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Pro secrets to the best grilled hot dog

I knew I was officially a homeowner when I received a gas grill for my birthday. And for the nearly 10 years that have followed, grilling at home has been a favorite pastime. Admittedly, however, I’m a traditionalist when it comes to my hot dogs: Sahlen’s and middle-of-the-road condiments.

OK, I’m boring. Two local food experts who are not boring, however, are Donnie Burtless and Jeff Biesinger.

Burtless is one of the co-founders of Buffaloeats.org, considered by many to be Buffalo’s top food blog. The Southtowns native grew up near George’s and still calls Ted’s his go-to hot dog stand, “because it’s efficient, consistent and cheap.” When it comes to home grilling, he looks beyond Sahlen’s and Wardynski’s.

“Spar’s European Sausage Shop makes two amazing hot dogs,” he says. “Its own, nitrate-free pork version is just a better-tasting Sahlen’s. It’s got a richer flavor. However, its ‘T-Dawg’ is made with pork from T-Meadow Farm, and it’s just ridiculous: fatty, super flavorful. It’s a one-and-done hot dog. I can’t eat that many.”

Burtless owns a gas grill but says he “firmly stands on the side of grilling over charcoal rather than cooking on a flat top/pan. You need that char.”

How about toppings? “At home, I go against the cool kids and put on ketchup, hot sauce, and a little mustard. If I want to get crazy, I’ll throw on some sriracha mayo, but I tend to leave those toppings to Frank’s.”

Jeff Biesinger is a restaurant reviewer and a competition barbecue cook. Like many Western New Yorkers, his usual brand of choice is Sahlen’s: “They’re easy to find and they’re what I grew up eating. When I was in college in Central New York, I grilled a lot of Wegmans brand white hots. The best bet is to hit Spar’s for knackwurst — weisswurst for really high-quality links.”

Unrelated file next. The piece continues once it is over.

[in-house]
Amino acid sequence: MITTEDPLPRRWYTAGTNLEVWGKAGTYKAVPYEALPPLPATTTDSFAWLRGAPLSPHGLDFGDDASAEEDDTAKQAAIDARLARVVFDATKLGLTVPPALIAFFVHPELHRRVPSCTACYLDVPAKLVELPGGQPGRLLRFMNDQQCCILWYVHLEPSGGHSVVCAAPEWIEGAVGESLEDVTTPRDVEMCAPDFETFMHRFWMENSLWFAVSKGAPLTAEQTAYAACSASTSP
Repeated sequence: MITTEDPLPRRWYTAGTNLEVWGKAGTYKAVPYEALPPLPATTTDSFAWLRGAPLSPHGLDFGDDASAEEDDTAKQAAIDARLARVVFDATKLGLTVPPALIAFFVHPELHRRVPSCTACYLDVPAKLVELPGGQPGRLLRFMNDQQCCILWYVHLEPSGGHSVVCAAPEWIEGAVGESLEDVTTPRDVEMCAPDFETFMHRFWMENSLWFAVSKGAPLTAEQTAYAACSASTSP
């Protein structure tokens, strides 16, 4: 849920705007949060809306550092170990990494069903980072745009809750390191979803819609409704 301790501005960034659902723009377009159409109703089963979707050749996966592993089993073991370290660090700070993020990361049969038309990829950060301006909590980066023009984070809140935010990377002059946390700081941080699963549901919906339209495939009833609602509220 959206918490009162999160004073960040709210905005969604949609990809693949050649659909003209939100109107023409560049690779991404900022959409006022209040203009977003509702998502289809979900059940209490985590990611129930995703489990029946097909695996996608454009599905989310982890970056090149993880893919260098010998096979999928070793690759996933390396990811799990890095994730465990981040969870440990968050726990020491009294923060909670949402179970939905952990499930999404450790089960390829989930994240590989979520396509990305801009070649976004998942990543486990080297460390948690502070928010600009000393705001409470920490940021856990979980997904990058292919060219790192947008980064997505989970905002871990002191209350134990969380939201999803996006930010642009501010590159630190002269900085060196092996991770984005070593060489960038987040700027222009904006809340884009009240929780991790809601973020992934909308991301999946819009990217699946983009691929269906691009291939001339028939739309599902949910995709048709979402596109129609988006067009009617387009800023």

Like Burtless, Biesinger believes charcoal grilling is preferable to gas.

“I prefer to go Ted’s style and cook hot dogs over lump charcoal,” he says. “Lump provides high heat that gets the Sahlen’s dogs charring and splitting. We’re fortunate that Ted’s cooks this way; because of them you can find a great brand (Humphrey’s) of lump that’s made with American hardwood. I suspect it’s here only because Ted’s uses so much of it. Most of the lump around at big box stores comes from South America and it has a distinctive smell.”

When it comes to toppings, Biesinger likes to experiment: “After a visit to Crif Dogs in the East Village [of New York City] — where I had a bacon-wrapped dog with pineapple, green onion, and teriyaki sauce — I’ve been experimenting with different combinations and cuisines. Kimchi goes great on dogs, as does Tzatziki sauce.”

If he’s not grilling at home, Biesinger says choosing where to grab a dog is an easy decision: “Frank. Great, handmade dogs, and interesting topping combos.”

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